Hippocampal Development

The Development of the Hippocampus

This intriguing part of the cerebral cortex was one of the first structures we studied, so papers range in publication from the 1960s to the 1990s. We did not include this work in the NEOCORTICAL DEVELOPMENT book because the hippocampus is archicortex, not neocortex (NC in photo at right). The hippocampus is a limbic system structure in the mammalian telencephalon possibly concerned with exploratory behavior and attention; other theories link it to memory and spatial awareness. The major components of the hippocampal region are the hippocampus proper (Ammon’s horn [CA1, CA3] and the dentate gyrus [DG]), the subiculum (SU), presubiculum (PR), parasubiculum (PA), and the entorhinal cortex (EC). Our studies include its embryology, neurogenetic timetables, behavioral modifications after X-irradiation (see hippocampus and behavior page) to remove dentate granule cells, and many adult neurogenesis studies (see the adult neurogenesis page).

NEW COMMUNICATION OCTOBER 2014:  The link below is a brief paper that documents histological evidence for a subgranular zone in children aged 1 month to 6 years.



It was while we were doing this analysis that we realized multiple injections of 3H-thymidine could be used to exactly determine the proportion of neurons generated on either single or multiple days.  We called it the “progressively-delayed cumulative labeling technique” (Bayer and Altman, 1974). The full explanation of that method can be found on the neocortical development page in the Appendix of the Neocortical Development book.  That method unlocked our ability to find neurogenetic gradients during brain development.  Most of these gradients can be linked to the pattern of topographic anatomical projections.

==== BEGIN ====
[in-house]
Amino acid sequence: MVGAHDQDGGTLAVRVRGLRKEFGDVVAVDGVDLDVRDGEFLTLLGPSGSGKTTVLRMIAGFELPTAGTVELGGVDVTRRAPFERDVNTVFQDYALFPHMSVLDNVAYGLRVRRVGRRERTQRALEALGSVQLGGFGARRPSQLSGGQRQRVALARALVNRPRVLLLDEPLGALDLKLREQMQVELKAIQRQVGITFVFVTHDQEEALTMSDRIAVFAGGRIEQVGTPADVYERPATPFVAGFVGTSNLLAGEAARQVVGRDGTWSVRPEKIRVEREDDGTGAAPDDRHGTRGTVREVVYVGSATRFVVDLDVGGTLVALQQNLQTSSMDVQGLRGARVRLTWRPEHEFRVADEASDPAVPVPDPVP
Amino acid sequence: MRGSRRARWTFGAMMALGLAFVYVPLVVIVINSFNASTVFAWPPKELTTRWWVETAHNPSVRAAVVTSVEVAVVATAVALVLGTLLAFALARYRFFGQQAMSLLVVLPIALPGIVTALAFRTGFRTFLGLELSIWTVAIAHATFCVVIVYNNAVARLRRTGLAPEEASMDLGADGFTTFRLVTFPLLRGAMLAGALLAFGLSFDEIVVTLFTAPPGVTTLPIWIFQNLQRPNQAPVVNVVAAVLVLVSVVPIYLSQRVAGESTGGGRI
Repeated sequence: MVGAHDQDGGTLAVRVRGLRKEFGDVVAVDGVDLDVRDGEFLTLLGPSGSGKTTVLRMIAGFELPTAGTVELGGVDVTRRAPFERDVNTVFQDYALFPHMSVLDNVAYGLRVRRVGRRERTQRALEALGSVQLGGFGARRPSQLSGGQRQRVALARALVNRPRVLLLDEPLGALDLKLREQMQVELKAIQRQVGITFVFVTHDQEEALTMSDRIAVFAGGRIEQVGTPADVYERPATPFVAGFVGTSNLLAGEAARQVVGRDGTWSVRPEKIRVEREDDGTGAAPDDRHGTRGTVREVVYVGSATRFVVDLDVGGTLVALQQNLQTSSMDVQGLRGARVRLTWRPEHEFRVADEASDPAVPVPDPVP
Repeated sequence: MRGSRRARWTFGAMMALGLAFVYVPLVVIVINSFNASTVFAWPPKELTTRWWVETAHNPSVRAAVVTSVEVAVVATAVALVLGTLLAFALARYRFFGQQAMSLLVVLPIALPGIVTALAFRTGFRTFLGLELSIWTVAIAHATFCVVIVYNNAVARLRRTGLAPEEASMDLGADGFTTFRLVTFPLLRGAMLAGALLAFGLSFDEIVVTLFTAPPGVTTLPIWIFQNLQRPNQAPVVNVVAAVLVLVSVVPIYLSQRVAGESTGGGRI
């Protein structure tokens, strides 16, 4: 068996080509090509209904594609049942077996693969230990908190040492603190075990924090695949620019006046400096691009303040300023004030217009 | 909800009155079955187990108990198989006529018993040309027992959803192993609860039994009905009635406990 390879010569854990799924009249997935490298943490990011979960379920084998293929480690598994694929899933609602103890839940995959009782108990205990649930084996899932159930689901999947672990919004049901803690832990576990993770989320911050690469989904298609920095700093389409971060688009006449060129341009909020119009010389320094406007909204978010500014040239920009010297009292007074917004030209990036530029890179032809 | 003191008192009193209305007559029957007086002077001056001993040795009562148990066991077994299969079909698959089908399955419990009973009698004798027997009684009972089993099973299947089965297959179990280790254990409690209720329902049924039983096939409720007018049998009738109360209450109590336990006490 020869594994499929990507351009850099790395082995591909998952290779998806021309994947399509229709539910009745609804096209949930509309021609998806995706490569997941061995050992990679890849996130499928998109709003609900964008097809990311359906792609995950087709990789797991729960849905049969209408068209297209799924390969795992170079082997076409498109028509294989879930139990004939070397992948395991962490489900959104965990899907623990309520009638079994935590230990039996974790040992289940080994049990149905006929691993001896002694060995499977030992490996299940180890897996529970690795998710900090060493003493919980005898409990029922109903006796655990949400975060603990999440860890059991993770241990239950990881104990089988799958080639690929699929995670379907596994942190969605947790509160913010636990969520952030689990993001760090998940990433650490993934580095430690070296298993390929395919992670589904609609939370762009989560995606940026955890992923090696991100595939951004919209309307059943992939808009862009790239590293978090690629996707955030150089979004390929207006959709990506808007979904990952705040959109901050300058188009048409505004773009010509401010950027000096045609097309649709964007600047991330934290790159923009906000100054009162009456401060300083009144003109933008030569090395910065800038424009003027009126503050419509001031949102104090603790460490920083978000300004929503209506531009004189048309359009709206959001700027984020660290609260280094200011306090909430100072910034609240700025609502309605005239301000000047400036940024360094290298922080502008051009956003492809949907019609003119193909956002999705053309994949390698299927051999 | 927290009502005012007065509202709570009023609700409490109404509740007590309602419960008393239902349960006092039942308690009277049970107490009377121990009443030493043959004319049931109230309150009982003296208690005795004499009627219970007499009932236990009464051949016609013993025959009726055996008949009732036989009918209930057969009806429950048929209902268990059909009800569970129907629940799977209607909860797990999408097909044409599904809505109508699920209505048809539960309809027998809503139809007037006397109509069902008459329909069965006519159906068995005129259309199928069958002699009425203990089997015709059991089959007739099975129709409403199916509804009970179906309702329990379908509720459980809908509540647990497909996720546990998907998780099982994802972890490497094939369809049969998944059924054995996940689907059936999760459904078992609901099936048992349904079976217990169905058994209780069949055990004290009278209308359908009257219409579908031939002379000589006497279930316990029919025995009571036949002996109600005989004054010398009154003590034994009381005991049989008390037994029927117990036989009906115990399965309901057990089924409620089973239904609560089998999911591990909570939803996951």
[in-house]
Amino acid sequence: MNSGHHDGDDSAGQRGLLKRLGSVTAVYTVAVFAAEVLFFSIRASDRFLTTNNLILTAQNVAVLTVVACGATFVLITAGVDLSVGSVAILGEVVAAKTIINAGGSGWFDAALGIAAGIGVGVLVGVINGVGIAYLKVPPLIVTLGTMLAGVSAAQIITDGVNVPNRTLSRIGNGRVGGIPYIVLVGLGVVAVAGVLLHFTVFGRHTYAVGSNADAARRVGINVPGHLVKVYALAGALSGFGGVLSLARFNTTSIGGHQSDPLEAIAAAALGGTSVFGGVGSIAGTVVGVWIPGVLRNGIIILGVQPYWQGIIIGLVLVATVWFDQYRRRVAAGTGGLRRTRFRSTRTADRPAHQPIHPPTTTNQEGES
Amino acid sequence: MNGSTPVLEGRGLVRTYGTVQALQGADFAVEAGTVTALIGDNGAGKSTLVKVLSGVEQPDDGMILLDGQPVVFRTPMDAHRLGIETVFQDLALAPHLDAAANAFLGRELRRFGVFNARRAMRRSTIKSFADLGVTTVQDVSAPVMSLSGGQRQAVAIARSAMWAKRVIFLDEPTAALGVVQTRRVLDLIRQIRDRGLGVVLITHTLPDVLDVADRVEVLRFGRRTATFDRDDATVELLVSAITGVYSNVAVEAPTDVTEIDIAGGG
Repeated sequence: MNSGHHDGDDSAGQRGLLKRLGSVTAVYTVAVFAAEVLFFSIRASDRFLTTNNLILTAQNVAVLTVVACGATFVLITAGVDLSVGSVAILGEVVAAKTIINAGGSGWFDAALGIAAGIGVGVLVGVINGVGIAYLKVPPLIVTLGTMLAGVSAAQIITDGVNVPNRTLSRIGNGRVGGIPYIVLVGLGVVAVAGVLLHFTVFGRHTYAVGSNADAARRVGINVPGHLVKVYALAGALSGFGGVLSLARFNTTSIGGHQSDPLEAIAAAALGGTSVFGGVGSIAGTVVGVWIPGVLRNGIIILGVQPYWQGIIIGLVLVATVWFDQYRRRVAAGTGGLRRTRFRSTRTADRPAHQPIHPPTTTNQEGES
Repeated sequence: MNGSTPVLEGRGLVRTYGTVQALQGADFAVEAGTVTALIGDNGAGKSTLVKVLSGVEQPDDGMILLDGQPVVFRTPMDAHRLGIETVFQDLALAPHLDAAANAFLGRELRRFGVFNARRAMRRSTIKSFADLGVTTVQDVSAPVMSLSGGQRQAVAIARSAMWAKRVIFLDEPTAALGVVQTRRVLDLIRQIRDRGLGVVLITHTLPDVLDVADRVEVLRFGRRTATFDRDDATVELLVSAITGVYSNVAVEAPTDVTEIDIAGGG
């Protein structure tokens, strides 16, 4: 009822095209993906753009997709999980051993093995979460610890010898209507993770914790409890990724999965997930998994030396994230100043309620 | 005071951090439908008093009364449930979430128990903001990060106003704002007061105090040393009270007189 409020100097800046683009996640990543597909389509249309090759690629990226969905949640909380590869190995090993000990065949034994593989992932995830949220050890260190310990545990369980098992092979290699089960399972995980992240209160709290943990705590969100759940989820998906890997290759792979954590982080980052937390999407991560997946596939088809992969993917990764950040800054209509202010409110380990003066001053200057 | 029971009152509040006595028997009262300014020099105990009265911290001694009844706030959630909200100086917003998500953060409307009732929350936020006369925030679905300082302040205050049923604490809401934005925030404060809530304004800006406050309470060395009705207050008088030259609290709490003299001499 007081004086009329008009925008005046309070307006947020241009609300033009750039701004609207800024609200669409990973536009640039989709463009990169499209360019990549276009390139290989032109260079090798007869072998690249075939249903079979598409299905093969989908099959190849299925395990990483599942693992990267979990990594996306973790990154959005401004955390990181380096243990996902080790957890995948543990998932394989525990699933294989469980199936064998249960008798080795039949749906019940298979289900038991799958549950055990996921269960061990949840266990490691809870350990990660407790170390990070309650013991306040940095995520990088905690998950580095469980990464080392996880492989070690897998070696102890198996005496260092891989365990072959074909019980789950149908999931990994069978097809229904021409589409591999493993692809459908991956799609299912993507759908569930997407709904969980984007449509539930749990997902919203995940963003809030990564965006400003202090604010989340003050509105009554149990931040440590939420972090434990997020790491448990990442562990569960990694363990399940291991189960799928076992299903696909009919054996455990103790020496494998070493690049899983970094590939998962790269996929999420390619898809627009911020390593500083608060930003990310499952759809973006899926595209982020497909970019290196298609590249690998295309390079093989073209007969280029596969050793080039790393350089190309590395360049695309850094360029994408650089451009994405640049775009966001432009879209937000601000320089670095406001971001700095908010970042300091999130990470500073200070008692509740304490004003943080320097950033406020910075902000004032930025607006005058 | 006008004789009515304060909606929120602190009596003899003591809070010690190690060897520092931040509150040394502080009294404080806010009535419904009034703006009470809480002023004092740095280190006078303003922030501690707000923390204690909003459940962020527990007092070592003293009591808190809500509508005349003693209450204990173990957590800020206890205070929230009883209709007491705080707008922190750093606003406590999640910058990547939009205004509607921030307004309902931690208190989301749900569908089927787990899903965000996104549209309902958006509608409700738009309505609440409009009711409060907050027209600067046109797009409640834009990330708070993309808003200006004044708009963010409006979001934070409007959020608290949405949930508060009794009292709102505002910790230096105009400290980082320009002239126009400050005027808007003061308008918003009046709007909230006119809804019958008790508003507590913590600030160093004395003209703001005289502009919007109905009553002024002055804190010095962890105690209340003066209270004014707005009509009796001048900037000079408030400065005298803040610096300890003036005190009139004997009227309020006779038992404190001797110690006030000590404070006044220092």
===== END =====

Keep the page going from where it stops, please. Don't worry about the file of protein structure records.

In the 4 photos above (From Bayer and Altman, 1974) the “top-down” neurogenetic gradient is easily discernable in the dentate granular layer after sequential injections of 3H-thymidine.

  1. labeled cells after 4 consecutive  injections on P0 (birth) to P3;
  2. injections P4 to P7;
  3. injections P12 to P15;
  4. injections P16 to P19.

The diagram to the left shows just one of many examples of the links we have found between the directions in neurogenetic gradients and the pattern of anatomical connections between brain structures.  The lateral septal nucleus and the mammillary body are the chief subcortical targets of topographically projecting axons from the pyramidal cells in Ammon’s horn of the hippocampus. Dorsal pyramidal cells innervate medial parts of the lateral septal nucleus and dorsal parts of the pars posterior of the mammillary body.  Ventral pyramidal cells innervate lateral parts of the lateral septal nucleus and ventral parts of the pars posterior of the mammillary body.  Ammon’s horn pyramidal cells are generated simultaneously in dorsal and ventral parts but dorsal pyramidal cells are nearer to their targets than ventral pyramidal cells.  Here is how the structures are linked:  Dorsal pyramidal cells with shorter axons (earlier arriving)innervate OLDER neurons in each target, while ventral pyramidal cells with longer axons (later arriving) innervate YOUNGER neurons in each target.
The general hypothesis we have formulated based on many correlations like these is: neurons are generated in exact sequences so that their axons and dendrites are available for innervation in the right times and places in the developing brain.  Thus, the complex anatomical connections between parts of the adult nervous system are laid down during rigidly timed developmental events.

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